95. Jimbo says (June 28, 2013 at 5:52 pm): “RSPB makes a killing… from windfarm giants behind turbines accused of destroying rare birds…”

    That reminds me of Willis Eschenbach’s story (told here) about a logging company “buying” the island council so it could log the forests of Vella Lavella Island for a pittance. Looks like we’re not all that advanced compared to the “primitive” islanders after all.

    This story of the White-throated Needletail killed by the wind turbine also reminds me of another Willis story, the one in which fishing guide Willis thanks the salmon they’ve just caught for its sacrifice. Maybe the RSPB can organize (for a fee, of course) a mass thanksgiving to the birds killed by RSPB-approved wind turbines.

  96. The killer turbines that caused the death of the Scottish swift and James Delingpole’s Brighton gull are both small turbines. The larger ones are designed to operate at slower speeds. I doubt that the overall bird and bat casualties are more than stated by the RSPB, and other organisations.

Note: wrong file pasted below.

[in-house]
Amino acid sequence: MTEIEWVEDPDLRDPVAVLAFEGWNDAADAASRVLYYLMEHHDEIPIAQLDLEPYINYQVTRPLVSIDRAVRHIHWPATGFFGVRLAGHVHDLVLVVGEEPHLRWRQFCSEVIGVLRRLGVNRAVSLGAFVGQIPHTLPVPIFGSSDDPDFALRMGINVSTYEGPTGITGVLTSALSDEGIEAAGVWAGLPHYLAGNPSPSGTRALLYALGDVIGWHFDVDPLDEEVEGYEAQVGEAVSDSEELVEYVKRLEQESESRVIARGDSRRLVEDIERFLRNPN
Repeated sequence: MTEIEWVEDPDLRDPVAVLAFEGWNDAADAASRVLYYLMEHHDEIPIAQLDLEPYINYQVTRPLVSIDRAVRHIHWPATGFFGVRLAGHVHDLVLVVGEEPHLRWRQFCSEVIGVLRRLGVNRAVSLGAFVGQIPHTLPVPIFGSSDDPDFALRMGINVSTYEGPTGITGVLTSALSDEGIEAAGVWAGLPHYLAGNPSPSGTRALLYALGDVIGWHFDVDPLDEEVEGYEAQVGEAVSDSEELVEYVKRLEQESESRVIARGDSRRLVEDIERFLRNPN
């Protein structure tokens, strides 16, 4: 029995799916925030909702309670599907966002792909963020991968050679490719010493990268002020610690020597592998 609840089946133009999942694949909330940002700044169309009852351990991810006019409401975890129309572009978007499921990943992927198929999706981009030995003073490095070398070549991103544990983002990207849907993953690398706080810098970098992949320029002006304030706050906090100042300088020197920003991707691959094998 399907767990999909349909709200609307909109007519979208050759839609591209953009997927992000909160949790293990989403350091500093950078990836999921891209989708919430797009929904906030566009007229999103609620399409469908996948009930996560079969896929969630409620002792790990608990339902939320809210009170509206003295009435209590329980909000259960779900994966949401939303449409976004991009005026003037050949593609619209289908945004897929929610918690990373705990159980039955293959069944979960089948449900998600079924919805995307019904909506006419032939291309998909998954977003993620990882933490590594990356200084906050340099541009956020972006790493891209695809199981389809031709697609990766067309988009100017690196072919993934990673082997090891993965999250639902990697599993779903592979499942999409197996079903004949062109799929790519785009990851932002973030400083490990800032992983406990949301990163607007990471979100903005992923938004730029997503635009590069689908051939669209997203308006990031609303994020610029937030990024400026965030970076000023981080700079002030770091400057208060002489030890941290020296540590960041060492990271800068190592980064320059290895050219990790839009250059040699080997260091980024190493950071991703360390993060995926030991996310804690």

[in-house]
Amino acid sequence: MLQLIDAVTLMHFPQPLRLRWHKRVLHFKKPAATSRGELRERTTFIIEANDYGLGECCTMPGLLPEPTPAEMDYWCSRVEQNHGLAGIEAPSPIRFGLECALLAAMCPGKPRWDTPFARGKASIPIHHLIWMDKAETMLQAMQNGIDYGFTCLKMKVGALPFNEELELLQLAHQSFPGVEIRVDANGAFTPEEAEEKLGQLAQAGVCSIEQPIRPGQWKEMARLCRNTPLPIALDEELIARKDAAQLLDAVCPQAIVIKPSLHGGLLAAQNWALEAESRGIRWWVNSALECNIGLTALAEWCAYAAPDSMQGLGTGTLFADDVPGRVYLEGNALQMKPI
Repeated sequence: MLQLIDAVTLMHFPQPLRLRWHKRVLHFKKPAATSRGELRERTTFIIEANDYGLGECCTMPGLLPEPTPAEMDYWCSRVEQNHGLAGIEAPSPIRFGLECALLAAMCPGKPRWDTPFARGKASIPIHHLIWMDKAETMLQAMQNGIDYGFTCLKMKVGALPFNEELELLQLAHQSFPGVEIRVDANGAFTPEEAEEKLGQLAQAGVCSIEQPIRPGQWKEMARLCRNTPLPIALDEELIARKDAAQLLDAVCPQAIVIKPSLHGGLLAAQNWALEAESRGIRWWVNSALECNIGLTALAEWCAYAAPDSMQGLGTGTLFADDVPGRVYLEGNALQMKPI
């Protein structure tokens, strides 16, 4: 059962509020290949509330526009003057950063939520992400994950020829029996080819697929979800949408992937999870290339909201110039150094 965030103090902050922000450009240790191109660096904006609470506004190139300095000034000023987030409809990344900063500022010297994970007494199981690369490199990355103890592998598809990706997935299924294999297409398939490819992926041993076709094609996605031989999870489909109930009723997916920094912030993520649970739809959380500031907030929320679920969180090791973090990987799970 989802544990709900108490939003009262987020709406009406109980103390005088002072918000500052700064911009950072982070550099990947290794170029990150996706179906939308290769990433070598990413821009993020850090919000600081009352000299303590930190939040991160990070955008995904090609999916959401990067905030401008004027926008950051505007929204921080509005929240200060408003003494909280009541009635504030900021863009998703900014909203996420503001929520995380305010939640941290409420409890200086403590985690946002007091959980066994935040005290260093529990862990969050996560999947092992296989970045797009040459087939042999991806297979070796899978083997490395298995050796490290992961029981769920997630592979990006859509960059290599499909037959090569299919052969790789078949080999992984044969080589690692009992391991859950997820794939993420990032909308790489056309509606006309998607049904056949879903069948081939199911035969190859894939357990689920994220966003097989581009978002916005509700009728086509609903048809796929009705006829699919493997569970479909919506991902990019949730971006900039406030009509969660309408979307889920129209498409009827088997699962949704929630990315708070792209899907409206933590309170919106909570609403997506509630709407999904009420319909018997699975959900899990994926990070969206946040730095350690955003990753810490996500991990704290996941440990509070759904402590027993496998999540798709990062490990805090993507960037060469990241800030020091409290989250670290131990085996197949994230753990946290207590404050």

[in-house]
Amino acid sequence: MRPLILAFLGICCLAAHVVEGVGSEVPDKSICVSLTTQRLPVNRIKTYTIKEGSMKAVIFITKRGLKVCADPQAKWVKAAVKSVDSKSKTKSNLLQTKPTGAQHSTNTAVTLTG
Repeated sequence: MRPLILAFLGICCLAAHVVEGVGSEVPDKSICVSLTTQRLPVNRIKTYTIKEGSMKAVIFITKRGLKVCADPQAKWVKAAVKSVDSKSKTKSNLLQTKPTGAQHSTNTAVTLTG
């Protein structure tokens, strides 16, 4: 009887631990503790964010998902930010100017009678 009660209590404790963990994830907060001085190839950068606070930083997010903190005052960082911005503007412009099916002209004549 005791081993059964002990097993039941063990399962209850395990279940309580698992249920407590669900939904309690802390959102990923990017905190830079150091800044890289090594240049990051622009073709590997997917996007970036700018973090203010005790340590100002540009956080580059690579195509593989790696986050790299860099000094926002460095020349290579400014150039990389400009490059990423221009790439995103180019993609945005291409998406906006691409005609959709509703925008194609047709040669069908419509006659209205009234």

However the large wind turbines are only able to operate at slow speeds because of their neodymium rare-earth supermagnets, and neodymium mining has its own environmental problems.

    • deklein says:

      > The killer turbines that caused the death of the Scottish swift and James Delingpole’s Brighton gull are both small turbines. The larger ones are designed to operate at slower speeds.

      Don’t confuse revolutions per minute with airspeed. Properly optimised turbine blades will have roughly the same velocity at the tip, regardless of their size. It is one of the design constraints that they all want to approach as close as possible.